If your finger is placed correctly with the pad of your finger in the center of the trigger, you should be able to press the trigger straight to the rear. However, on some guns, the distance from the back of the grip to the face of the trigger, combined with a small hand size, results in only the tip of the finger being able to reach the trigger. The converse can also happen if the distance from the back of the grip to the face of the trigger is too short for your hand size. In this case, the finger may extend beyond the face of the trigger, placing the first knuckle on the trigger instead of the fingertip.

Pulling on the trigger by placing your first joint/knuckle on it does give you more leverage, and some individuals find they need this additional leverage if they are shooting a double-action pistol with a trigger that moves a long distance. However, some lateral movement of the muzzle is likely to result. Thus, it is preferable to use the finger pad method to reduce this tendency to laterally move the muzzle.

One method some instructors advocate, especially when someone is having difficulty controlling the trigger on a DA/SA pistol, is to pull straight back with the first joint/ knuckle, keeping the finger between the tip and the second joint/knuckle as straight — and perpendicular — to the trigger as possible. This lessens the lateral pressure on the trigger and thus the tendency of the muzzle to move laterally.

Up to this point, I have not mentioned triggers on striker-fired handguns. They typically are of the pivoting-style, but instead of cocking a hammer, they “cock” the striker, either completely or partially, by moving the firing pin and striker straight to the rear and then releasing them. This usually takes less force than cocking a double-action pistol does, but more than what is required to release the hammer on a single-action pistol. The advantage of striker-fired pistols is the amount of force required to move the trigger is more consistent from shot-to-shot compared to that of a DA/SA pistol or DA revolver, and it tends to be more of a straight line rather than a curve or arc.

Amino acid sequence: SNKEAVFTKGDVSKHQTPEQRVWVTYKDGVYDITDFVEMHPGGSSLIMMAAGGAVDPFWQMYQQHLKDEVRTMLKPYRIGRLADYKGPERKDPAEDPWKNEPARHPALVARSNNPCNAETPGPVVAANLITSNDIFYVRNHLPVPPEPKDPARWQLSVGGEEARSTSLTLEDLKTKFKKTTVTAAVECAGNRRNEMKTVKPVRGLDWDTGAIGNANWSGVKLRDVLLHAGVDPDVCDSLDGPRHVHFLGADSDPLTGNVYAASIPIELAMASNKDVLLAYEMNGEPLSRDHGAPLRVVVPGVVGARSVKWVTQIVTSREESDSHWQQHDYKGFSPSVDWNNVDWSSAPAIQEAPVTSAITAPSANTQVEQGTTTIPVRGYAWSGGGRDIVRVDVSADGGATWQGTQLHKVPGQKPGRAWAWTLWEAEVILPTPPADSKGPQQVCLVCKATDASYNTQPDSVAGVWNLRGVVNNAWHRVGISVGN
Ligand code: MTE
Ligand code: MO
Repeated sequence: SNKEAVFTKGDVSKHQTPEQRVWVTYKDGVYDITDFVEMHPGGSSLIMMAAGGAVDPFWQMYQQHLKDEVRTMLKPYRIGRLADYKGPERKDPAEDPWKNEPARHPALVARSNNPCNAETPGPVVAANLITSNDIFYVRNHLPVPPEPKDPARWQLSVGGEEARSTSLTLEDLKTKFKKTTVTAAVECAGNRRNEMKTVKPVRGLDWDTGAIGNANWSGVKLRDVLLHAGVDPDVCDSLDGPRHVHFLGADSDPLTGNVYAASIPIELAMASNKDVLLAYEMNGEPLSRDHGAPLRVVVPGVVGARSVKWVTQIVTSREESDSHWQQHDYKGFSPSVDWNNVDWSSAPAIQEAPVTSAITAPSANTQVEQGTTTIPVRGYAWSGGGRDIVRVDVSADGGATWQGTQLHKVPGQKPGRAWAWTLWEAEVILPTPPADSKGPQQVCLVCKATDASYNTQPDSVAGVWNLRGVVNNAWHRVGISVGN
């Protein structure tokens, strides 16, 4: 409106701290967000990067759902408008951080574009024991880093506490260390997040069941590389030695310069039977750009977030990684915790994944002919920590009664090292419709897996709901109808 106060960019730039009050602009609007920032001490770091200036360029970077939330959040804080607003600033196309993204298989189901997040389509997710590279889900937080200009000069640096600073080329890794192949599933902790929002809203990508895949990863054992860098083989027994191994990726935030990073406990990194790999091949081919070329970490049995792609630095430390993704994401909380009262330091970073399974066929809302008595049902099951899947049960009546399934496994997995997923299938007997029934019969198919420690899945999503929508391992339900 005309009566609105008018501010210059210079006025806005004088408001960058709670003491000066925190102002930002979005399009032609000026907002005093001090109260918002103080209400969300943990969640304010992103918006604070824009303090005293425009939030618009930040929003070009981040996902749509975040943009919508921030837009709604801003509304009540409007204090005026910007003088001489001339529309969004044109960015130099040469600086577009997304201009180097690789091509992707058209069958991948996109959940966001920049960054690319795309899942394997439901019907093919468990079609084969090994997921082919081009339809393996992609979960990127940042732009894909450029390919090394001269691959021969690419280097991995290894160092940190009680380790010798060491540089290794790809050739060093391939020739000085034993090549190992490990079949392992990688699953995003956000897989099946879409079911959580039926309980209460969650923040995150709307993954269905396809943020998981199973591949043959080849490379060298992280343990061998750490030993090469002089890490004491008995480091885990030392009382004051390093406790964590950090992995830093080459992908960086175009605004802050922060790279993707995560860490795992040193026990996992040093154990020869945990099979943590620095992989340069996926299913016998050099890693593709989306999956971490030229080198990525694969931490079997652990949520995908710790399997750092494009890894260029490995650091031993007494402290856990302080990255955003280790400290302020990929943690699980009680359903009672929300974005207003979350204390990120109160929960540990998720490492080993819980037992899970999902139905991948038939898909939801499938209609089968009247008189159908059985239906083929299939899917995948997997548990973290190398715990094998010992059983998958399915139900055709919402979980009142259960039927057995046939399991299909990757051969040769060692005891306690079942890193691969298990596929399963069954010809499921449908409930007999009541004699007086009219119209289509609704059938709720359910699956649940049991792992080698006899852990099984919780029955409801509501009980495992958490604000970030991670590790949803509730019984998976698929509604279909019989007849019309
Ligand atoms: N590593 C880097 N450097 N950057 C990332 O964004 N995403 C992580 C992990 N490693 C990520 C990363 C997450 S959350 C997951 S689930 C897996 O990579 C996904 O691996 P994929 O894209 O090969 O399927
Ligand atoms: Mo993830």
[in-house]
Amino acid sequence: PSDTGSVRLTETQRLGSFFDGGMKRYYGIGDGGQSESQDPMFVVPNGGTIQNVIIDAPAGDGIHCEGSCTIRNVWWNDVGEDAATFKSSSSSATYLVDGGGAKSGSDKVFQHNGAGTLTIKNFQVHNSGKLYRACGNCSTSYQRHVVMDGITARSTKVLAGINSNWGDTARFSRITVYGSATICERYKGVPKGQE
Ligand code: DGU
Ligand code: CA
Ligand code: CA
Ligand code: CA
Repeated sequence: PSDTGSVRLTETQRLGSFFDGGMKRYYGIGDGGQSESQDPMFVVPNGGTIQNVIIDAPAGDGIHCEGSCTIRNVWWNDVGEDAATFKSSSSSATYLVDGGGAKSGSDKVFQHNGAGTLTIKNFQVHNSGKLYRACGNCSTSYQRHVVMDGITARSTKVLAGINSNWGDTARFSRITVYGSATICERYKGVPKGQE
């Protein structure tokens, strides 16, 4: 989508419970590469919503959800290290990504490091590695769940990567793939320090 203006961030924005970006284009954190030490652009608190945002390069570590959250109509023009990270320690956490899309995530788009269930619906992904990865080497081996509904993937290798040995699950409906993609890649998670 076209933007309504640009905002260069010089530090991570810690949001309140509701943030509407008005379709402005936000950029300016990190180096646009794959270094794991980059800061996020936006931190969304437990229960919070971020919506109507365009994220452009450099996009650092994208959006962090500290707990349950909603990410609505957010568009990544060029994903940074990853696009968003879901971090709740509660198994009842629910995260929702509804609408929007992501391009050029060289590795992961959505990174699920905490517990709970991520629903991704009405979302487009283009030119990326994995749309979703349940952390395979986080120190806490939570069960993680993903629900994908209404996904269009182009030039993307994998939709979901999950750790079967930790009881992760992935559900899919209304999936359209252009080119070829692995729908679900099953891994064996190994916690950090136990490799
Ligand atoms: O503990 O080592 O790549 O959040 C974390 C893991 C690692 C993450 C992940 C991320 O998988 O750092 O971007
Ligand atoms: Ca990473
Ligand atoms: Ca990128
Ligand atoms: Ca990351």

Of course, there are even more factors regarding the design of triggers that influence how efficiently you can press them. Some of these include:

  • Whether the face of the trigger is smooth or has ridges — your finger can slide on a smooth trigger face, but ridges help keep it from moving.
  • The amount of curvature on the face of the trigger.
  • The width of the trigger — you do not think you are exerting as much force to move a wide trigger as you do to move a narrow trigger...but the actual force needed is the same in both cases.
  • How much the trigger curves from top to bottom—flat-face triggers are becoming more popular.
  • The distance the trigger needs to move from the “at rest” position before you sense it encountering resistance — also known as “slack”.
  • The distance the trigger needs to move to achieve “reset” after firing a shot.
  • Whether the trigger has pre-travel and/or over-travel adjustments — these help to limit the distance the trigger moves and minimizing how far the trigger needs to move can reduce the amount of lateral movement of the muzzle.

Here you thought all the trigger did was to act like a “switch” to make your gun go BANG! But now you know what profound effect it can have on your ability to shoot accurately. So, when your firearms instructors talk to you about the importance of trigger control, you will now have a better understanding of what he or she is talking about.